University staff more likely to be LGB+ than general population

Study says fears of under-representation are ‘unfounded’ and warns affirmative action could therefore be ‘unlawful’

April 23, 2024
Gay Pride parade in Belfast, Northern Ireland
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UK academics outside the sciences are more than twice as likely to describe themselves as lesbian, gay or bisexual compared with the general population, according to new research.

The study, which compares census data to sector records collected by the Higher Education Statistics Agency, suggests that fears of LGBT+ under-representation within British universities may be “unfounded” – and, on this basis, its authors warn that “affirmative action” schemes designed to increase the recruitment of students and staff from these groups “may be unlawful”.

In a preprint posted on the Social Science Research Network, John Armstrong, reader in financial mathematics at King’s College London, and Alice Sullivan, professor of sociology at UCL, note that 3.4 per cent of the adult population in England and Wales described themselves as LGB+ in the 2021 census, rising to 4.4 per cent among those with Level 4 qualifications or higher.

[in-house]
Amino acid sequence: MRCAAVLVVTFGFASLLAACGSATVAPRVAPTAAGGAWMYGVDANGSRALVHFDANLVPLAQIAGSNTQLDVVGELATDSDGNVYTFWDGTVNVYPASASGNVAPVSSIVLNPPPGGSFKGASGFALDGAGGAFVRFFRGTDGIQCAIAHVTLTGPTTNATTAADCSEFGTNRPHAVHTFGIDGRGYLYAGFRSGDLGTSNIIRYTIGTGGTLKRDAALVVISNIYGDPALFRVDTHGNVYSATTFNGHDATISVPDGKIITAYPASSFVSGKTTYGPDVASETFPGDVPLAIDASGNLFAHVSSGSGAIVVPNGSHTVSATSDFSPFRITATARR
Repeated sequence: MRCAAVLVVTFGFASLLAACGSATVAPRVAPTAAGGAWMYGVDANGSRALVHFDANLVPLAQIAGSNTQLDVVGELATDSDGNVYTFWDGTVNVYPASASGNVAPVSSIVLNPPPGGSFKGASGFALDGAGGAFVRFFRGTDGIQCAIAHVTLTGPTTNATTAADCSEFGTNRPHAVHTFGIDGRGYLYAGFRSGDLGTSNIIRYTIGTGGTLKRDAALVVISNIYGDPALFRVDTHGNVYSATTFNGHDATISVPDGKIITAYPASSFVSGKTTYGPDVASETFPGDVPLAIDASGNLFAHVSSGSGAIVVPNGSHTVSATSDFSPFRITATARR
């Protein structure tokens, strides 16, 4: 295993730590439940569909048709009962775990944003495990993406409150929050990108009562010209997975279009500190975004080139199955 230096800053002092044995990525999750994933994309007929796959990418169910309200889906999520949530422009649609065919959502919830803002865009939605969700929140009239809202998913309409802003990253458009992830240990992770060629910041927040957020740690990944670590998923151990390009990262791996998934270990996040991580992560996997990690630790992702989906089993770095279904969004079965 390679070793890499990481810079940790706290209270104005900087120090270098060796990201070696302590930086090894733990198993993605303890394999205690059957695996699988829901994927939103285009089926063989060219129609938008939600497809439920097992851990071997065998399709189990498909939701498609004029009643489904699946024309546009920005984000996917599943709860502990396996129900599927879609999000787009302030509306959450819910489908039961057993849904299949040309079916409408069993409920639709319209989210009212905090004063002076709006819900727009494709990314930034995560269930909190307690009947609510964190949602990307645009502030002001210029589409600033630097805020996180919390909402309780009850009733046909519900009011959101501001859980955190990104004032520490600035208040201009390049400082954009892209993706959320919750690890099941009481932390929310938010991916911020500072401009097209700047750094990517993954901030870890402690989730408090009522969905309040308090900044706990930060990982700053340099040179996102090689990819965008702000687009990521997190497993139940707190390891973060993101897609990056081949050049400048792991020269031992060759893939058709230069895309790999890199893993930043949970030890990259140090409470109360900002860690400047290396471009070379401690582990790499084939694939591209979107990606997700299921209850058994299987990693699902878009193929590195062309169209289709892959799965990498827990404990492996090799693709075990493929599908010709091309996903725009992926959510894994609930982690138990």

This compares with 8.2 per cent of all UK university staff in the Hesa record, and 8.4 per cent among academics only.

The proportion of LGB+ people among academics working in science, technology, engineering and mathematics (STEM) is closer to the broader population, at 6.9 per cent, but among non-STEM academics the figure is 10.5 per cent.

Hesa data indicates that 7.8 per cent of senior managers in higher education describe themselves as LGB+, as do 6.5 per cent of professors.

Among students, 11.8 per cent describe themselves as LGB+, compared with 9.4 per cent of the 16-24 population holding A levels or equivalent qualifications.

Dr Armstrong and Professor Sullivan write that the data indicates that “fears of LGBT+ under-representation are unfounded”; in fact, they describe representation among staff as being “surprisingly high” and suggest this could reflect “higher education being perceived as a tolerant and inclusive environment”.

On this basis, positive action schemes designed to improve the representation of LGBT+ staff “may be unlawful”, the authors argue.

But they add: “We note that groups which are highly represented can still experience discrimination in many forms, and universities have a duty to promote inclusion for the full diversity of staff and students.”

The study does not conduct a detailed analysis of the transgender data due to concerns about the reliability of the census figures, but the statistics do not indicate significant under-representation.

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